The tender offer shall include all types or series of shares and the price shall be the same for all types or series of shares. In the event that the number of shares tendered exceeds the intended percentage, the offer will be prorated among all participants.

Sanctions

Failure to comply with the obligation of making a tender offer or with the requirements established by the Securities Market Law for such tender offer is sanctioned by a fine, which can range from 10,000 to 100,000 days of minimum wage3.

In addition, shareholders acquiring stock without complying with these requirements will not be authorised to exercise corporate and voting rights in connection with such stock.

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1. Ley del Impuesto sobre la renta: (Mexican Tax Law): Nueva Ley publicada en el Diario Oficial de la Federación el 1º de enero de 2002. Última reforma publicada DOF 25-05-2012 (New Law published in the Federal Official Gazette (FOG) on 1 January 2002. Last reform published on the FOG on 25 May 2012.)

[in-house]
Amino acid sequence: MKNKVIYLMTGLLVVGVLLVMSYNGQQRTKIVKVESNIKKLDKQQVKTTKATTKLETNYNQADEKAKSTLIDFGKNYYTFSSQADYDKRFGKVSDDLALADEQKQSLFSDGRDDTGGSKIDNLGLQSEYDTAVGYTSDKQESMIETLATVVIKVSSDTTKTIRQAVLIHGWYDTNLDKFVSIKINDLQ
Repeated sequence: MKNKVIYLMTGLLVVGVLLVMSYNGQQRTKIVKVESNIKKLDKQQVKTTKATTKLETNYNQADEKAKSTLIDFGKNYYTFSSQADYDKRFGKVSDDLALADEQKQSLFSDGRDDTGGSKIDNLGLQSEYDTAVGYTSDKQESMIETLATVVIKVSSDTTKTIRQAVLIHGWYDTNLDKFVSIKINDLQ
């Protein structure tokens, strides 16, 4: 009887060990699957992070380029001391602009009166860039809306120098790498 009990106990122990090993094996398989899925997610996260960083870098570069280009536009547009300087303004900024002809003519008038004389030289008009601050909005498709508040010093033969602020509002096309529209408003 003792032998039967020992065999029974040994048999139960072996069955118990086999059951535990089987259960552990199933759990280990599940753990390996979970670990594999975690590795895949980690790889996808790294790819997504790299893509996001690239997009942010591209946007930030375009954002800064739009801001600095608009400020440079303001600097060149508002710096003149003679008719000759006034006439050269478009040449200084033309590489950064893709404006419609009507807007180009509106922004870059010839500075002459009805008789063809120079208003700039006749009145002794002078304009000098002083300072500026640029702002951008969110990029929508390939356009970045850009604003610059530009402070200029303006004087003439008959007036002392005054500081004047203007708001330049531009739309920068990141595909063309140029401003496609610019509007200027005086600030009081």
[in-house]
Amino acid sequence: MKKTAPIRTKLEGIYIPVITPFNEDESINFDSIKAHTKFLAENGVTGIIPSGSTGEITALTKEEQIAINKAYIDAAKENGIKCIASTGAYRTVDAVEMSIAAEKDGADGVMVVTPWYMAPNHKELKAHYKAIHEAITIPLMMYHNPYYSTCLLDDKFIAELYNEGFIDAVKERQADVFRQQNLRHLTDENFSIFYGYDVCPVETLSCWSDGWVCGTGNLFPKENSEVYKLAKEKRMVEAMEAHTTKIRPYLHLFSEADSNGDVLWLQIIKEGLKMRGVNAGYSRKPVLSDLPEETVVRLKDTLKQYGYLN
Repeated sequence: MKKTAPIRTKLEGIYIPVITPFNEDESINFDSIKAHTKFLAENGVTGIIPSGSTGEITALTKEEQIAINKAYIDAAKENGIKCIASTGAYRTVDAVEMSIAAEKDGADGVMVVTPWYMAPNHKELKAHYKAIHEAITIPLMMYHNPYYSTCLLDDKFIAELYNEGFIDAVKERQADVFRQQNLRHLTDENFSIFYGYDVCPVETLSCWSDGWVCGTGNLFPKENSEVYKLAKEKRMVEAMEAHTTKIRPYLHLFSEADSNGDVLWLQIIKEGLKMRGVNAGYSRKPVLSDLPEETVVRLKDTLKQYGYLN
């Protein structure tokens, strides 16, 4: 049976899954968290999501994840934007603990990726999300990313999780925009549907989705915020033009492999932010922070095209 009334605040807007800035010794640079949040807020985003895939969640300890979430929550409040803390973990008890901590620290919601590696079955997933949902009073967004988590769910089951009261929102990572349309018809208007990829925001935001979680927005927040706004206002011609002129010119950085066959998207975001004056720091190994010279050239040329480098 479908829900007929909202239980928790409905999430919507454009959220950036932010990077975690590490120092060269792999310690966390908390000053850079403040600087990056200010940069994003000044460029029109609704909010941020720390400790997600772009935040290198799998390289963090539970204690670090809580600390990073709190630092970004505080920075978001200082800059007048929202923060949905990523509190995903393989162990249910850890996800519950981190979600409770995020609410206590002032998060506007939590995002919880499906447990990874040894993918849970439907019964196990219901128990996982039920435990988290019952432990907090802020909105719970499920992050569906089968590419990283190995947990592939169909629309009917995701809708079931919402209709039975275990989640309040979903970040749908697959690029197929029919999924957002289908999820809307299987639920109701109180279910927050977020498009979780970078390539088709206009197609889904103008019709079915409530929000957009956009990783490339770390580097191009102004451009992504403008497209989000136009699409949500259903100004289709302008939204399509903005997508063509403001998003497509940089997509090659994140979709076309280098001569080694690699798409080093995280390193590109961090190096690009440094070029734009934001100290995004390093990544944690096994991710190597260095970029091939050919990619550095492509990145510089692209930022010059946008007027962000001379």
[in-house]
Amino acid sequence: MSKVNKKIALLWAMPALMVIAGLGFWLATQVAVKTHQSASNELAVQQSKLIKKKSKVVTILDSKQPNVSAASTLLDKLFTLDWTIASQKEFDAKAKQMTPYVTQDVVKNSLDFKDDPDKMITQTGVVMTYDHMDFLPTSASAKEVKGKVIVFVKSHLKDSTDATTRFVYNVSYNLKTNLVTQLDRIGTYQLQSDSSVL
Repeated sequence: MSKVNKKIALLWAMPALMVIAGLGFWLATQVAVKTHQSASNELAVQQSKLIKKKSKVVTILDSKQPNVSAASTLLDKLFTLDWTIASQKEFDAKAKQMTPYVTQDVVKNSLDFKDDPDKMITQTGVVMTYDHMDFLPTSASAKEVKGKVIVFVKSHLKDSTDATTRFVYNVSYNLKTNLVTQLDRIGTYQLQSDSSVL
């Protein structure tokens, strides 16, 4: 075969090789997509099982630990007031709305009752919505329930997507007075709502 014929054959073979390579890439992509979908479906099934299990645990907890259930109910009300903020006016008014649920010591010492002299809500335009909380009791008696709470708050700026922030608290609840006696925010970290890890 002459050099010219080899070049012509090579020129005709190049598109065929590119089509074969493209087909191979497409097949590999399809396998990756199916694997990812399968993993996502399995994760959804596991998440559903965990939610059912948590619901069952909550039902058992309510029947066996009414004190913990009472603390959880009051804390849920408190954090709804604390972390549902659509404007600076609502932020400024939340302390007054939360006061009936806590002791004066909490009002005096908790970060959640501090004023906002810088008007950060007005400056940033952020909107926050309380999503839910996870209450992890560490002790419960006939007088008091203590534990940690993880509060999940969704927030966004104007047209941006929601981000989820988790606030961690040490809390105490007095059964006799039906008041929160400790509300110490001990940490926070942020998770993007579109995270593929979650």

2. Ley del Mercado de Valores (Securities Markets Law): Nueva Ley publicada en el Diario Oficial de la Federación el 30 de diciembre de 2005. Última reforma publicada DOF 06-05-2009. (New Law published in the Federal Official Gazette (FOG) on 30 December 2005. Last reform published in the FOG on 06 May 2009.)
3. The minimum wage, starting from 1 January 2011, is MXN 59.82 per day.
4. Ley de Instituciones de Crédito (Credit Institution Law): Nueva Ley publicada en el Diario Oficial de la Federación el 18 de julio de 1990 Última reforma publicada DOF 25-05-2010. (New Law published in the Federal Official Gazette (FOG) on 17 January 1990. Last reform published in the FOG on 25 May 2010.)
5. Ley par Regular Las Agrupaciones Financieras (Financial Group Law): Nueva Ley publicada en el Diario Oficial de la Federación el 18 de julio de 1990. Última reforma publicada D.O.F. 18-07-2006. (New Law published in the Official Gazette on 18 July 1990, last reform published in the Official Gazette on 18 July 2006.)